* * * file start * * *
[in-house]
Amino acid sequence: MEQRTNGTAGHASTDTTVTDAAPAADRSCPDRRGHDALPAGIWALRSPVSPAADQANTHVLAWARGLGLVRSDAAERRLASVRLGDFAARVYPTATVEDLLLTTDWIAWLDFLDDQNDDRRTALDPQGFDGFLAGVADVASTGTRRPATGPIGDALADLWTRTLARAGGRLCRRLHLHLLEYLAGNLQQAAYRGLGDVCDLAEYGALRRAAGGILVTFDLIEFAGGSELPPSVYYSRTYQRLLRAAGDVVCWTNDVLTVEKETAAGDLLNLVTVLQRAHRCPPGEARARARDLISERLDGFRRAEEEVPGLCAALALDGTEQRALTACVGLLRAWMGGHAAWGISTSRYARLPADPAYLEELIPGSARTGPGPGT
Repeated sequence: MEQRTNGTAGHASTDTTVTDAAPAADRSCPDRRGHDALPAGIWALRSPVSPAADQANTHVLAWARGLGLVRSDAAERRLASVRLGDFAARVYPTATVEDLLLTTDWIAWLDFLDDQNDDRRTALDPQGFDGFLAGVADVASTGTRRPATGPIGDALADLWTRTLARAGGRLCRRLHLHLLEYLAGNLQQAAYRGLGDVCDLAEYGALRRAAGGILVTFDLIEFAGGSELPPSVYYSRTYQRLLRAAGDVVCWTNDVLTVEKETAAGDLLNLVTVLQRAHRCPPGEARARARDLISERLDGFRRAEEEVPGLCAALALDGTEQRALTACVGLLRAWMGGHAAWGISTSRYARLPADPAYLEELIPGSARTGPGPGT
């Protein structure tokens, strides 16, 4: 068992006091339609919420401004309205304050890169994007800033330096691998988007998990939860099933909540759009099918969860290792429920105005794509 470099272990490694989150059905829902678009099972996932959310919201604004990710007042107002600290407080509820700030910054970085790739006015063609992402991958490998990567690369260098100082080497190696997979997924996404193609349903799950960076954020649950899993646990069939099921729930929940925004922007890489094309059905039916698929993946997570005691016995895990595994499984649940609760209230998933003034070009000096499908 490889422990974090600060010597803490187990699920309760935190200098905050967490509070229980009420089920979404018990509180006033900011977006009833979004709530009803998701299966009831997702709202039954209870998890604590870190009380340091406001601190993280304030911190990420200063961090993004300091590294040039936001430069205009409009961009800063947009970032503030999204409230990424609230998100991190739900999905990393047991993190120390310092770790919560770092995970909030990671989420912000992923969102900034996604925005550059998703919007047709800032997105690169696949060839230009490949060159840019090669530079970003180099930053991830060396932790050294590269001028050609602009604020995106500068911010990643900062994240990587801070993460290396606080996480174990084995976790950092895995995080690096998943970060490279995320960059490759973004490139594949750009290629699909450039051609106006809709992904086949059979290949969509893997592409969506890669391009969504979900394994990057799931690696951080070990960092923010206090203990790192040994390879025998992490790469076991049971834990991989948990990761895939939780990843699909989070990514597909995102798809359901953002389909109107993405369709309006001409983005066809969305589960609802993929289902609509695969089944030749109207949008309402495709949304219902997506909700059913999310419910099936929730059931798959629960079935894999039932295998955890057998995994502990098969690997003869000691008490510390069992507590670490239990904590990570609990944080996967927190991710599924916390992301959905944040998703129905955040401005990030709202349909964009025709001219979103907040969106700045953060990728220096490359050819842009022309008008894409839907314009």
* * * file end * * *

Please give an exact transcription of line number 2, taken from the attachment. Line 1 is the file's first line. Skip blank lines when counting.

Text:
Amino acid sequence: MEQRTNGTAGHASTDTTVTDAAPAADRSCPDRRGHDALPAGIWALRSPVSPAADQANTHVLAWARGLGLVRSDAAERRLASVRLGDFAARVYPTATVEDLLLTTDWIAWLDFLDDQNDDRRTALDPQGFDGFLAGVADVASTGTRRPATGPIGDALADLWTRTLARAGGRLCRRLHLHLLEYLAGNLQQAAYRGLGDVCDLAEYGALRRAAGGILVTFDLIEFAGGSELPPSVYYSRTYQRLLRAAGDVVCWTNDVLTVEKETAAGDLLNLVTVLQRAHRCPPGEARARARDLISERLDGFRRAEEEVPGLCAALALDGTEQRALTACVGLLRAWMGGHAAWGISTSRYARLPADPAYLEELIPGSARTGPGPGT